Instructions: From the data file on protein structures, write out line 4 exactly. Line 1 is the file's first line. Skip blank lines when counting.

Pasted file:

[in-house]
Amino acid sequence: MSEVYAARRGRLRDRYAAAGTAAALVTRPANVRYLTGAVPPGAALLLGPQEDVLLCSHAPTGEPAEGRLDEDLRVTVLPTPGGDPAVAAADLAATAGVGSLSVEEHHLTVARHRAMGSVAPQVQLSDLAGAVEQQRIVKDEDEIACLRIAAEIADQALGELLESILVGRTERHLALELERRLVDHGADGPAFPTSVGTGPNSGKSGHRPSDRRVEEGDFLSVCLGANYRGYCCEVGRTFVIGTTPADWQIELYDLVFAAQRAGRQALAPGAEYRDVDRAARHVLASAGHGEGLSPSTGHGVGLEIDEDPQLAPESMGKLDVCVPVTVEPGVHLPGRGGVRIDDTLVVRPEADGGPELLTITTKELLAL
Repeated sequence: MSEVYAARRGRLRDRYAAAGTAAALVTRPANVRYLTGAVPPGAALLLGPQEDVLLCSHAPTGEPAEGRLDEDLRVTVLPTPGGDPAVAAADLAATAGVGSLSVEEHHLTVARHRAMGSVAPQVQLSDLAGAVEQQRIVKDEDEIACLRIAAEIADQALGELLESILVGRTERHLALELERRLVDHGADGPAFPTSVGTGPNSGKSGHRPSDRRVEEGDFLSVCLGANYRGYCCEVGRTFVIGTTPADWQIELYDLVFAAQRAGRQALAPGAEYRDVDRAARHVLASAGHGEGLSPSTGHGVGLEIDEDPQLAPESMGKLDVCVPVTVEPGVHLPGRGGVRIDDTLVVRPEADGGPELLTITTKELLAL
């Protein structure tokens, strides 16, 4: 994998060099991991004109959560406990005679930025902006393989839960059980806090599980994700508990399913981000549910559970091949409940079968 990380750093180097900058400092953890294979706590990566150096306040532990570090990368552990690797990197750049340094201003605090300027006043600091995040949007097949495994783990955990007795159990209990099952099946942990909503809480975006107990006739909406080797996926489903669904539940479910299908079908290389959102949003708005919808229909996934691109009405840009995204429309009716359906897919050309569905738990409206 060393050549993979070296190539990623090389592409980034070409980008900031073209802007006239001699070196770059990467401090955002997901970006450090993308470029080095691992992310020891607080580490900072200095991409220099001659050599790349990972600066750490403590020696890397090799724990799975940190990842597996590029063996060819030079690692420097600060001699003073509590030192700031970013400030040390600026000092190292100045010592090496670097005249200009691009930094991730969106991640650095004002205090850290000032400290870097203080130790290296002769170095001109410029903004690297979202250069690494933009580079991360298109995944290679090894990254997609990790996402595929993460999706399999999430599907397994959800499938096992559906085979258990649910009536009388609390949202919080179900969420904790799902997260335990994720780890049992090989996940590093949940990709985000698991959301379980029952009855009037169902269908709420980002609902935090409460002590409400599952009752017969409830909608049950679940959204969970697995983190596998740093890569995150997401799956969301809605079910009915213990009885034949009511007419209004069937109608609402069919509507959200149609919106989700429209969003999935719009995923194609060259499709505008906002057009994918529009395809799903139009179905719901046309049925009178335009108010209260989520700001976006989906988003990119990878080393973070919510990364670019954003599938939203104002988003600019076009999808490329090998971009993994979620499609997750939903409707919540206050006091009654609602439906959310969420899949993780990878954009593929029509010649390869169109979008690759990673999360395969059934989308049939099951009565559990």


């Protein structure tokens, strides 16, 4: 994998060099991991004109959560406990005679930025902006393989839960059980806090599980994700508990399913981000549910559970091949409940079968 990380750093180097900058400092953890294979706590990566150096306040532990570090990368552990690797990197750049340094201003605090300027006043600091995040949007097949495994783990955990007795159990209990099952099946942990909503809480975006107990006739909406080797996926489903669904539940479910299908079908290389959102949003708005919808229909996934691109009405840009995204429309009716359906897919050309569905738990409206 060393050549993979070296190539990623090389592409980034070409980008900031073209802007006239001699070196770059990467401090955002997901970006450090993308470029080095691992992310020891607080580490900072200095991409220099001659050599790349990972600066750490403590020696890397090799724990799975940190990842597996590029063996060819030079690692420097600060001699003073509590030192700031970013400030040390600026000092190292100045010592090496670097005249200009691009930094991730969106991640650095004002205090850290000032400290870097203080130790290296002769170095001109410029903004690297979202250069690494933009580079991360298109995944290679090894990254997609990790996402595929993460999706399999999430599907397994959800499938096992559906085979258990649910009536009388609390949202919080179900969420904790799902997260335990994720780890049992090989996940590093949940990709985000698991959301379980029952009855009037169902269908709420980002609902935090409460002590409400599952009752017969409830909608049950679940959204969970697995983190596998740093890569995150997401799956969301809605079910009915213990009885034949009511007419209004069937109608609402069919509507959200149609919106989700429209969003999935719009995923194609060259499709505008906002057009994918529009395809799903139009179905719901046309049925009178335009108010209260989520700001976006989906988003990119990878080393973070919510990364670019954003599938939203104002988003600019076009999808490329090998971009993994979620499609997750939903409707919540206050006091009654609602439906959310969420899949993780990878954009593929029509010649390869169109979008690759990673999360395969059934989308049939099951009565559990």